What Will Happen to the Escaped Fish?

Ilkka Jukarainen / Flickr

The state Department of Fish and Wildlife is urging anglers to catch as many of the escaped Atlantic salmon as they can—finders keepers. Cooke Aquaculture will just have to take the loss.

Reposted with permission from our media associate Azula.

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By Katherine Ripley

Louie the giant lobster, who is probably 132 years old, spent 20 years in a tank in a restaurant in Long Island, New York.

By Katherine Ripley

Louie the giant lobster, who is probably 132 years old, spent 20 years in a tank in a restaurant in Long Island, New York.

It seemed like Louie would meet the same fate as all the other lobsters in the restaurant. But the owner, Butch Yamali, realized that he just couldn’t put Louie in the pot.


When Yamali purchased Peter’s Clam Bar in Hempstead, Long Island, four years ago, Louie the giant lobster was already there. No one knows for sure how old Louie is, but past reports indicate that he is probably 132 years old this year.

The world ‘s oldest lobster in captivity was probably 140.

Two weeks ago, a customer offered Yamali $1,000 to buy Louie the giant lobster, who weighs 22 pounds, and eat him at a Father’s Day feast.

But Yamali just couldn’t let anyone eat the tenacious crustacean. He decided to free him instead.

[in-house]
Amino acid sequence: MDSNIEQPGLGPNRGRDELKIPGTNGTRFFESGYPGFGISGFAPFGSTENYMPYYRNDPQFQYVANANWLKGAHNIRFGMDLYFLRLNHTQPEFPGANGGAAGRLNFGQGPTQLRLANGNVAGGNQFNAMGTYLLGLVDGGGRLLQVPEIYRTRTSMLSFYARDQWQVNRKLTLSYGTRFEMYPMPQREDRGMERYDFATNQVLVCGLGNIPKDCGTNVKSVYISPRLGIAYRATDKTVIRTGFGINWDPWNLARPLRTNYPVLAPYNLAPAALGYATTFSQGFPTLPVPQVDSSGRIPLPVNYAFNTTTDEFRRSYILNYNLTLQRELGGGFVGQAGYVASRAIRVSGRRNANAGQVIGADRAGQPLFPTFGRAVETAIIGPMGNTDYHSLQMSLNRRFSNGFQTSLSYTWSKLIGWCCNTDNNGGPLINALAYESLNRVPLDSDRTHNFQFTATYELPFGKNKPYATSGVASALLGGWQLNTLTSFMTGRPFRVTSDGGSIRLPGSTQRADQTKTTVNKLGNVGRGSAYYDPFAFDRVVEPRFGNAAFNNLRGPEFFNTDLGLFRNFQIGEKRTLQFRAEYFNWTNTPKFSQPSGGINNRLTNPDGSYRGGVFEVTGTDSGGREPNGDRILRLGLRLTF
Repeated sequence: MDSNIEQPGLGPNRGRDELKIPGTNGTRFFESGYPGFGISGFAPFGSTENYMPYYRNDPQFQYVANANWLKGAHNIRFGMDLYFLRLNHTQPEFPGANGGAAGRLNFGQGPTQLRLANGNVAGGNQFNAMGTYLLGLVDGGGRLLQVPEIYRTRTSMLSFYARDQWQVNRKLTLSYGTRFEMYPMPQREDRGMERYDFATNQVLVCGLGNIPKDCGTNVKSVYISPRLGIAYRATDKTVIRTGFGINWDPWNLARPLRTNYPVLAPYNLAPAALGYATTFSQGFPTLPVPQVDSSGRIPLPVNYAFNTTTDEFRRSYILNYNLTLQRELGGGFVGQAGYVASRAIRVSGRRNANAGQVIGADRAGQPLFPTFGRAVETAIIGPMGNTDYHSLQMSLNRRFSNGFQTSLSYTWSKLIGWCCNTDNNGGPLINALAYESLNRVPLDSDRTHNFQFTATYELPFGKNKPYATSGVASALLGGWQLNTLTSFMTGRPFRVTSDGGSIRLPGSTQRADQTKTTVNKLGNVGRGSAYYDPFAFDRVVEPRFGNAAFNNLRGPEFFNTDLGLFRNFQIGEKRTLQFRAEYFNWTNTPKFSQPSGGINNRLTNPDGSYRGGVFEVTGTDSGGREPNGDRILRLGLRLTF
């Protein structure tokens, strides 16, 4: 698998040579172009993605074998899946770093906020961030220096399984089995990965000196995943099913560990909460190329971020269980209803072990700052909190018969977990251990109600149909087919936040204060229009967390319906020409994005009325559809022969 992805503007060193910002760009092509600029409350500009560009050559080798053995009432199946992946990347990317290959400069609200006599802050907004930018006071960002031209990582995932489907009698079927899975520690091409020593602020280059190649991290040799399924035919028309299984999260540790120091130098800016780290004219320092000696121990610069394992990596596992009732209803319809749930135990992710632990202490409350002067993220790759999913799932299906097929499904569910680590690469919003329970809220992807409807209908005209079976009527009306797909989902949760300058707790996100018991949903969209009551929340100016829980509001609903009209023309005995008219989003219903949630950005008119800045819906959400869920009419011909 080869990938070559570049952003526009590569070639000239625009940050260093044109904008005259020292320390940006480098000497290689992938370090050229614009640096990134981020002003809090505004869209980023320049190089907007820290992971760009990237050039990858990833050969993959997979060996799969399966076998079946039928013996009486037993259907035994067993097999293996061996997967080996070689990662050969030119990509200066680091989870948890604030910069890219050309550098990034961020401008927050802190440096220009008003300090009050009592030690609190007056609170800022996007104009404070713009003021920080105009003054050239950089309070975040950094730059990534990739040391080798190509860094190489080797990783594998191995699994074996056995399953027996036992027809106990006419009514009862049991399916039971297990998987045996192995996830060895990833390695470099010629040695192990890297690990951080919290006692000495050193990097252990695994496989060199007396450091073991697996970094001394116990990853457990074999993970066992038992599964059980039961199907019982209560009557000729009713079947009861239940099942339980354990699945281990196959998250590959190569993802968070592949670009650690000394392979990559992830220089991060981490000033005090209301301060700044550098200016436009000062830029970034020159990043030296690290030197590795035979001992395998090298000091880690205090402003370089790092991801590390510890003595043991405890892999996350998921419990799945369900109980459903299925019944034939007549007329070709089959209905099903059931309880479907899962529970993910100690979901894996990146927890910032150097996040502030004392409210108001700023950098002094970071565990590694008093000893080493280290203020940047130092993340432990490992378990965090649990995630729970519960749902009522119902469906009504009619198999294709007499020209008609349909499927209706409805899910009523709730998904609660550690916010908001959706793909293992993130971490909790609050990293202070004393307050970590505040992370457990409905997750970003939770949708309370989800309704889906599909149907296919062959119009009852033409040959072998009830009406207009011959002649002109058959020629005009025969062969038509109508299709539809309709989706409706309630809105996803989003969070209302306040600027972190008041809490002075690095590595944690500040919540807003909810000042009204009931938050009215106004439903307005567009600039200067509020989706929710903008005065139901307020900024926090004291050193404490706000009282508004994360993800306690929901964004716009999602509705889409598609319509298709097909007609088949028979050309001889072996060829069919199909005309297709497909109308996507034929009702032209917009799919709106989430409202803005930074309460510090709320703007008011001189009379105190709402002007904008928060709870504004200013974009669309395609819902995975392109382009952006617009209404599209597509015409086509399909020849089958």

Yamali organized an official ceremony to return Louie to the wild. The town supervisor of Hempstead, Anthony Santino, attended the ceremony to grant Louie an official pardon. After Santino said a few words, Louie was released into the water near Atlantic Beach reef.

So, will Louie live happily in the wild for many more years?

Bob Bayer, executive director of the Lobster Institute in Maine, thinks so. Bayer said, “He’ll be just fine. There aren’t many predators who want to eat a big old lobster like that.”

How long can lobsters live?

Scientists don’t actually know how long lobsters are capable of living, but they do know that very large lobsters show no signs of aging. Theoretically, if a lobster never ran out of food and never got eaten by a predator, it might be able to live forever.

The largest lobster ever caught was 44 pounds. If Louie was only 22 pounds and 132, who knows how long he might live? Lobsters also retain their fertility well into old age.

So Louie may be able to find a mate and live happily ever after.